Storing images in Ruby


#1

Hi,

I’d like to allow users to upload images and store those images in a
Postgres database. I’ve looked through the example in “aguile
development with rails” which suggests using the MySQL blob field.

When I wrote a similar app in Java, we Base64 encoded the file and then
stored it as a text field. Is this easy to do in RoR too? Any advice you
can give me would be greatly appreciated :slight_smile:


#2

Am Freitag, den 24.03.2006, 11:04 +0100 schrieb Pete:

Hi,

I’d like to allow users to upload images and store those images in a
Postgres database. I’ve looked through the example in “aguile
development with rails” which suggests using the MySQL blob field.

When I wrote a similar app in Java, we Base64 encoded the file and then
stored it as a text field. Is this easy to do in RoR too? Any advice you
can give me would be greatly appreciated :slight_smile:

Why not store a file in the filesystem. That’s easy. If you want, store
it in the database as an base64 encoded text. That would be only a few
lines of code. I think the procedure is the same as in java, only the
language differs. Personally i never caught the sense of storing a file
in a database.


Norman T.

http://blog.inlet-media.de


#3

file_column plugin is awesome for storing files on the file system. In
my
opinion, that’s the best route to go if you’re going to be serving these
images via a web server. That way, the web server can deal with them
instead
of having to invoke your Rails application just to pull a file out of
the
database.

The only reason I can see a need to store the images in the database is,
like sessions, you need to scale across many servers. If that’s the
case, I
believe there are some wonderful entries on storing binary files into
the
database on the wiki.


#4

Another reason for storing in the database is that you get a backup of
your whole system just by backing up the database. No need to include a
list of other directories.


#5

I have a similar need, how can we store a file on the
file system with rails?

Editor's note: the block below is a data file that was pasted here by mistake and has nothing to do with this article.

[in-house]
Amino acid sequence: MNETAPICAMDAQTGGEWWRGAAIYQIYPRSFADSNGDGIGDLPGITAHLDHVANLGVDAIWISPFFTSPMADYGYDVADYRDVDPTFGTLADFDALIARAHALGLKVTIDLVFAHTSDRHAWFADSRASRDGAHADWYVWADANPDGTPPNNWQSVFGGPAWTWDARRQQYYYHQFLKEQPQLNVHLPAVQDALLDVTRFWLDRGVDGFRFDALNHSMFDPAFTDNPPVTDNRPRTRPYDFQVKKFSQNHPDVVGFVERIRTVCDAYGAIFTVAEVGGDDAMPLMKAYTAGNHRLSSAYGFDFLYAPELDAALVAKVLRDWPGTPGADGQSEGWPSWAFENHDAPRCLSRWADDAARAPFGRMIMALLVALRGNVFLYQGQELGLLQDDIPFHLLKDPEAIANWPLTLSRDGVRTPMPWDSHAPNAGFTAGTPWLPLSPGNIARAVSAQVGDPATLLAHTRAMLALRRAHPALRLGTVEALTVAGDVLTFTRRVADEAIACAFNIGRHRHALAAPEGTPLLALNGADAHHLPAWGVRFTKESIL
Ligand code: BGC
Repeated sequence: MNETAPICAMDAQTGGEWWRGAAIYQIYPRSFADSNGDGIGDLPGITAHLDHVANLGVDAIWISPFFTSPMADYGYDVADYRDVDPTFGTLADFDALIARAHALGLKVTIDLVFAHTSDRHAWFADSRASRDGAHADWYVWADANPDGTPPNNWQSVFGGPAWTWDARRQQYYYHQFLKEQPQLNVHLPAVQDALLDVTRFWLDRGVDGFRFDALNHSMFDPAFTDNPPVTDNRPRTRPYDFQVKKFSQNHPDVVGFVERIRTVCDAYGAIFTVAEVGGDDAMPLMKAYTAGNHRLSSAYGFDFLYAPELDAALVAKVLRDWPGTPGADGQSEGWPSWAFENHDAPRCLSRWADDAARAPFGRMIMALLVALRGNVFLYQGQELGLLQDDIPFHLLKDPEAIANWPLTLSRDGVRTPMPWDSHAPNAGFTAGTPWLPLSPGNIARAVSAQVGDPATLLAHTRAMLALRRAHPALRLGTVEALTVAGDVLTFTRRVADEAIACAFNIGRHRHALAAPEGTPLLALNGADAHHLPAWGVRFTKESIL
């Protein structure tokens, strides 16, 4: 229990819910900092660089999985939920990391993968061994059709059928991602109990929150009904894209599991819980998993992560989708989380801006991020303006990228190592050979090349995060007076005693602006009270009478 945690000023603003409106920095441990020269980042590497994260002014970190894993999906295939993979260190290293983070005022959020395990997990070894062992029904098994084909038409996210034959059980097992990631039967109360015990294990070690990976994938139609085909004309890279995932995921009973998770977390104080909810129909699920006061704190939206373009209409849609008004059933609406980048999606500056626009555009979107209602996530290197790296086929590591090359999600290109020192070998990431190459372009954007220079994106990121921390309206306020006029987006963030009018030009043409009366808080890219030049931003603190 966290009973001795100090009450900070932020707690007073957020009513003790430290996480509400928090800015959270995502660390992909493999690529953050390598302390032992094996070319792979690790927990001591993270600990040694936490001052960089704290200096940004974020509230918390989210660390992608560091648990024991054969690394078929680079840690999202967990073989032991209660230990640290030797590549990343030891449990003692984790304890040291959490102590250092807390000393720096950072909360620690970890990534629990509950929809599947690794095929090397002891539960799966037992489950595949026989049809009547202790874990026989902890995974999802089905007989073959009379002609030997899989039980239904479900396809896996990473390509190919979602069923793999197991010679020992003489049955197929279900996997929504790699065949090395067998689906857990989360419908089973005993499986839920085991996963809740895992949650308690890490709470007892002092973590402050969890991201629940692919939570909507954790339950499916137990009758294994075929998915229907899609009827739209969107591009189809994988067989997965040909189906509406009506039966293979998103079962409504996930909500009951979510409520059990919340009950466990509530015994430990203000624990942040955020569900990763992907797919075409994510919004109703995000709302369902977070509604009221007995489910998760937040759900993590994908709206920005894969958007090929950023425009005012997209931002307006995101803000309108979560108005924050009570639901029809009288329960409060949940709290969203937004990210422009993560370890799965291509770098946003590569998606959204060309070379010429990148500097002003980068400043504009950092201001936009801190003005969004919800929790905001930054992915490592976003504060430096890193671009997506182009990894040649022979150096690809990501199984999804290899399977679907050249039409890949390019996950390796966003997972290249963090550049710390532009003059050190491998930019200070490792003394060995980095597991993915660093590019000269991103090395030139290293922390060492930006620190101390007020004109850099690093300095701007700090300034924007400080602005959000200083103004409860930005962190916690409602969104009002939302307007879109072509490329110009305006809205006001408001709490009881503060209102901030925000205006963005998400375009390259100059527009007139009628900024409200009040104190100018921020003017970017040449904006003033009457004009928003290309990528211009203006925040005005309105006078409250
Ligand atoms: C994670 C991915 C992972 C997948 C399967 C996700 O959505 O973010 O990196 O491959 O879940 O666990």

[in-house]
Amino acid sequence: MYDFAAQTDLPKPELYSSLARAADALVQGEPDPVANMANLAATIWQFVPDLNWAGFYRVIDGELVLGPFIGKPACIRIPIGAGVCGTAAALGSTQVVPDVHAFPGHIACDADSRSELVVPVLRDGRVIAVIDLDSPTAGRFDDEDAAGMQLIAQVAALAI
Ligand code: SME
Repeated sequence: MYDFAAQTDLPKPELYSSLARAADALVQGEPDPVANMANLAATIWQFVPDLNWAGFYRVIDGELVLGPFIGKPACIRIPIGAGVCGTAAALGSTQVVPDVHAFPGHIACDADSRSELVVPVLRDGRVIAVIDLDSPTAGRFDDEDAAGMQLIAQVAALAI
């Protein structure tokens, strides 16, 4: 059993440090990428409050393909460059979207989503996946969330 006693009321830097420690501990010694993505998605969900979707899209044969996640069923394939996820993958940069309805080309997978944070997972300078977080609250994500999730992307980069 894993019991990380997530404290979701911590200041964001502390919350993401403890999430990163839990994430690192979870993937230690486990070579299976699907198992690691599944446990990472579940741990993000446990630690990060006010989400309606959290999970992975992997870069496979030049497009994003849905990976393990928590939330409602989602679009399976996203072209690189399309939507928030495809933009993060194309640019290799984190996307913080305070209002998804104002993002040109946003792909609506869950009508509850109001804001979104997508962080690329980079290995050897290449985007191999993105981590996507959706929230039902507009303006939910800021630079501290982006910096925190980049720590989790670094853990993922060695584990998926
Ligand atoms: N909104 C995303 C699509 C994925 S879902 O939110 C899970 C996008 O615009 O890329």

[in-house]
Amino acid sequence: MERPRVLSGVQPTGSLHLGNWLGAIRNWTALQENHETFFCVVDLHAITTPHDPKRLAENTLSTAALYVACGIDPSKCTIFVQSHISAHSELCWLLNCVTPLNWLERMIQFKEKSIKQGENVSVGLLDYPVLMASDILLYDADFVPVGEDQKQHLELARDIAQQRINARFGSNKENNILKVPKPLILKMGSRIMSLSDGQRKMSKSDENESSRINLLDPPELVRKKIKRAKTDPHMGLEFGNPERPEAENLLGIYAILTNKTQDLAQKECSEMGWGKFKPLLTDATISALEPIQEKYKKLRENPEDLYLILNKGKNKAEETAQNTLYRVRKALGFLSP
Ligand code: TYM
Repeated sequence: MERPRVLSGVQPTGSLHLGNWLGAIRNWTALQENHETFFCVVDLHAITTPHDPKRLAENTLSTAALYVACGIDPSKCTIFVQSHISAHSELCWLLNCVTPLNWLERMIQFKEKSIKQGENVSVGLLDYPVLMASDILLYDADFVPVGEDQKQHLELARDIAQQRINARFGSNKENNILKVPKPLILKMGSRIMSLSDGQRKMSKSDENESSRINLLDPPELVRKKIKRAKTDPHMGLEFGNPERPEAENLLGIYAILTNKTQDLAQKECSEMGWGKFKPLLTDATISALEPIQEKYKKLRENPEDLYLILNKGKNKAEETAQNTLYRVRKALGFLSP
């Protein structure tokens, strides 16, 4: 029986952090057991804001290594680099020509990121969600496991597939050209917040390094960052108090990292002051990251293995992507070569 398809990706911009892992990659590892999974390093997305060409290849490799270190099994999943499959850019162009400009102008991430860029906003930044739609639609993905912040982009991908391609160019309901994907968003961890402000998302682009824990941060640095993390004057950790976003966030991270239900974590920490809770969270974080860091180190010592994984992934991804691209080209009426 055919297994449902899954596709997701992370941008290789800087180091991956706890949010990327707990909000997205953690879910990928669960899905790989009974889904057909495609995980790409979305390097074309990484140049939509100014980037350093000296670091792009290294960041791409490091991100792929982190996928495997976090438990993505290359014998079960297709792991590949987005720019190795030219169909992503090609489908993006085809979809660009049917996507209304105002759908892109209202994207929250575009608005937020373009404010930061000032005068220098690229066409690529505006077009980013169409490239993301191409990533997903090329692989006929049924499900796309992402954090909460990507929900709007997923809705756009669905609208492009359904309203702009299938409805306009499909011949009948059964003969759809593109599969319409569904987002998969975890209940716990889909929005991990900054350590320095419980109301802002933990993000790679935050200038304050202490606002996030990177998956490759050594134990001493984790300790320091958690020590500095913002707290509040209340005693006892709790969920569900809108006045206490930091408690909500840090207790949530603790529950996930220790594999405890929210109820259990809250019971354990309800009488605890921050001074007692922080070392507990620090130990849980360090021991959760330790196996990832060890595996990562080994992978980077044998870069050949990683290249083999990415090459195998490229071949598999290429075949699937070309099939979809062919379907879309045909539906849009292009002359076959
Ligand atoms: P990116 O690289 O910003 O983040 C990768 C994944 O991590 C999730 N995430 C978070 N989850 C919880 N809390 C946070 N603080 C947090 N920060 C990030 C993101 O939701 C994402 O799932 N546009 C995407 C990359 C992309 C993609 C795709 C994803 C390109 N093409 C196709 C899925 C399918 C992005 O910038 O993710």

Saiho

— Brian H. removed_email_address@domain.invalid wrote:

The only reason I can see a need to store the images

lines of code. I think the procedure is the same


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#6

The first hit when you search for upload in the RubyonRails Wiki is
this:
http://wiki.rubyonrails.com/rails/pages/HowtoUploadFiles

I have been using the info from this article for several apps.

–Nis.


#7

file_column plugin is awesome for storing files on the file system. In my
opinion, that’s the best route to go if you’re going to be serving these
images via a web server. That way, the web server can deal with them instead
of having to invoke your Rails application just to pull a file out of the
database.

The only reason I can see a need to store the images in the database is,
like sessions, you need to scale across many servers. If that’s the case, I
believe there are some wonderful entries on storing binary files into the
database on the wiki.

Share the filesystem via nfs or some other means. Storing images in
your db doesn’t scale. Make a reference in your db to your file
instead.

regards
Claus


#8

I think storing images on the filesystem is definitely the way to go.
And if you need to scale at a later date use something like MogileFS
(http://www.danga.com/mogilefs/) to handle replication across machines.

Steve


#9

Am Freitag, den 24.03.2006, 17:44 +0100 schrieb Claus G.:

Share the filesystem via nfs or some other means. Storing images in
your db doesn’t scale. Make a reference in your db to your file
instead.

+1. Would you store 100,000 1MB files in a DB? A filesystem is made for
handling files. It’s fast and reliable. DB’s are made for organizing and
finding data, not for storing large binaries.


Norman T.

http://blog.inlet-media.de


#10

Oh trust me, I totally agree. I’ve written quite a few apps that do this
kind of thing and have never stored files in my database. I don’t
think
“it’s easier to backup” is really that big of an issue… that sounds
like